Black People More Likely to Lose Eyesight From Glaucoma

Laird Harrison

July 25, 2022

Black people are six times more likely than non-Hispanic white people to lose significant eyesight from glaucoma, even when they have similar access to healthcare, researchers say.

Glaucoma also starts earlier on average in the lives of Black people than in the lives of non-Hispanic white people, and so screening for glaucoma in Black people should be more frequent, said Jae Hee Kang, ScD, an assistant professor of medicine at Brigham and Women's Hospital in Boston, Massachusetts.

She and colleagues published their analysis of a large database of healthcare professionals in Translational Vision Science and Technology. "That takes away some of the extraneous socioeconomic factors which may influence any disparities that you might observe in studies like this," she told Medscape Medical News.

The researchers analyzed nearly 210,000 participants from two cohorts of the Nurses' Health Study (one enrolled from 1980-2018 and the other from 1989-2019), and from the Health Professionals Follow-up Study (enrolled from 1986-2018).

Participants were older than age 40, none had glaucoma at baseline, and their data was collected during comprehensive eye exams. In biennial follow-ups, participants updated information on their lifestyle, diet, and medical status, including glaucoma diagnosis.

When the participants reported a glaucoma diagnosis, the researchers asked permission for their medical records or a glaucoma questionnaire, including all visual field data. They zeroed in on 2564 eyes in 1946 people with incident primary open angle glaucoma (POAG).

Using artificial intelligence, a computer identified 14 patterns. Four of these "archetypes" represented advanced loss patterns, nine early loss, and one no visual field loss. "It really seems to be a heterogenous disease," Kang said. "This is one way of subtyping."

Black participants made up 1.3% of the study. They had double the risk of the early visual field loss archetypes compared with non-Hispanic white participants (hazard ratio [HR] 1.98; 95% CI, 1.48 - 2.66). And they had six times the risk for advanced loss archetypes (HR, 6.17; 95% CI, 3.69 - 10.32).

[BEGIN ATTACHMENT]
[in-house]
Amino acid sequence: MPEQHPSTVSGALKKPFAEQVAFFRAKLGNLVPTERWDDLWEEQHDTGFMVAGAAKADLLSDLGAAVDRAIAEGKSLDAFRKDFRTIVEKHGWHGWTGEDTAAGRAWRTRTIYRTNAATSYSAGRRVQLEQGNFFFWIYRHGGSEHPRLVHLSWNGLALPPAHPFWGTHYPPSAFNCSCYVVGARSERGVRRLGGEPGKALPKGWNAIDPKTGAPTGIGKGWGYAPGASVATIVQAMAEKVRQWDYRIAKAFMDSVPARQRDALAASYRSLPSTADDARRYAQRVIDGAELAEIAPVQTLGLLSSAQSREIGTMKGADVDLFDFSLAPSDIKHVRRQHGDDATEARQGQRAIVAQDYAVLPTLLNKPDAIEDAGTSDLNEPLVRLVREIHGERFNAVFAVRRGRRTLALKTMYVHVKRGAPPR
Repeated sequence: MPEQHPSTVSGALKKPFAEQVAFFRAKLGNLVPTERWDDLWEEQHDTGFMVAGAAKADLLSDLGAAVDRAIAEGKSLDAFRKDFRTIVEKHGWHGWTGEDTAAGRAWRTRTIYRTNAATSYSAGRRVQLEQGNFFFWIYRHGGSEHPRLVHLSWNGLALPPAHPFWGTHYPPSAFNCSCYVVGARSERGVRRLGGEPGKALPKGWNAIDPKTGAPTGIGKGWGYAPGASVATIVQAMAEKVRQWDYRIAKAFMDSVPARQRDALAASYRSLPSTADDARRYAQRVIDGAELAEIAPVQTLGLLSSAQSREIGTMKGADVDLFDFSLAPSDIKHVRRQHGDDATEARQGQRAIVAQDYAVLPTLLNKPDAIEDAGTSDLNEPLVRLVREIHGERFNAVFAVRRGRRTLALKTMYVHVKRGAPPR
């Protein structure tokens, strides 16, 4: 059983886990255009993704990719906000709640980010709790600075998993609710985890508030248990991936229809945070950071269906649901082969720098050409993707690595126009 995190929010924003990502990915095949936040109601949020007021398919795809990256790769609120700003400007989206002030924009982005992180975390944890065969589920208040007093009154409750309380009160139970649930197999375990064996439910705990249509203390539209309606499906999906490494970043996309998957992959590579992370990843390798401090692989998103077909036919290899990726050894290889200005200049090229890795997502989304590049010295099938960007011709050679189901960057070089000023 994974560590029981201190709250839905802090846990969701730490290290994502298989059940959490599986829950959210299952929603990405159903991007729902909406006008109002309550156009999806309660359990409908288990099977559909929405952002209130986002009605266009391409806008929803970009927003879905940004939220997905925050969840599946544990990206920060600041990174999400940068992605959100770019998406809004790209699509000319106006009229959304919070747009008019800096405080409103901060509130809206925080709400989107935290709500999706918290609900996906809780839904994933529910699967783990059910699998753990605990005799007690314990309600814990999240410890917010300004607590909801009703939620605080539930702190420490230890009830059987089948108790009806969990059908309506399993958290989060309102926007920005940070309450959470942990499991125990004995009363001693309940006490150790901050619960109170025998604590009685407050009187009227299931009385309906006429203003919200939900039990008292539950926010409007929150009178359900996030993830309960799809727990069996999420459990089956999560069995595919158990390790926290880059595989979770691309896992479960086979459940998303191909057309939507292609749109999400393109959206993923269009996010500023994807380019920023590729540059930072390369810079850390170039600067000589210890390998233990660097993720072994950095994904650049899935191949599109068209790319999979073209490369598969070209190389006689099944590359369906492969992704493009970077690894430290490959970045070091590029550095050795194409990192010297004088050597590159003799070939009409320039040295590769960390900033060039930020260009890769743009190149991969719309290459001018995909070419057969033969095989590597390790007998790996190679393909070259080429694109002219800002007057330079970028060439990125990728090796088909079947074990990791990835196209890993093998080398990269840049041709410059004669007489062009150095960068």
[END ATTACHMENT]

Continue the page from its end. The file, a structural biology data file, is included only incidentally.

The differences in risk for early and advanced visual field loss between non-Hispanic White people on one hand and Asian people (who made up 1.2% of the participants) or Hispanic people (who made up 1.1%) on the other hand were not statistically significant.

In some of the archetypes, participants appeared to lose central rather than peripheral vision. "We're not sure why, but we observed that the people who seemed to get the central vision loss have a lower capacity for blood flow," Kang said.

This pattern of central vision loss was more common among Black and Hispanic participants than among non-Hispanic White participants.

The elevated risk of visual field loss among the Black participants was particularly striking because access to healthcare has been identified as one of the factors explaining racial and ethnic disparities in health. "What we were surprised about is that these were all health professionals who were getting eye exams and they were presenting with advanced risk of loss," said Kang.

Even after adjusting their statistical models for the frequency of eye exams, the difference between Black and non-Hispanic White participants persisted. The researchers adjusted for many other potential risk factors as well, including socioeconomic status, glaucoma family history, body mass index, blood pressure, diabetes, and physical activity.

The patterns of visual field loss were similar between eyes of the same patients, which the researchers said indicated genetics and environmental exposures played a part in the development of the visual field loss. Previous research has also associated genetically determined African ancestry with greater glaucoma risk.

Another potential reason for the differences between Black people with glaucoma and non-Hispanic White people could be stress, Kang said. "It could be systemic racism, and the weathering through life, marginalization, and discrimination. We weren't able to capture all of those factors."

In their next steps, the researchers hope to gain more insight into such specific risk factors, and to see whether the disease progression can be predicted by genes, said Kang.

The study largely confirms what previous research had found about the elevated risk of glaucoma for Black people, said Leon Herndon, MD, chief of the glaucoma division at Duke University in Durham, North Carolina, who was not involved with this research.

"We all need to be invigorated," he said. "Maybe we need to think about different screening strategies to allow patients easier access."

The small representation of Asian, Hispanic, and Black people in the sample underscores the need for studies with more diverse populations, he said.

The study was supported by the National Eye Institute, Research to Prevent Blindness, and The Glaucoma Foundation (LRP). Kang and Herndon reported no relevant financial relationships.

Transl Vis Sci and Technol. July 2022 issue. Full text

Laird Harrison writes about science, health and culture. His work has appeared in national magazines, in newspapers, on public radio and on websites. He is at work on a novel about alternate realities in physics. Harrison teaches writing at the Writers Grotto. Visit him at or follow him on Twitter: @LairdH

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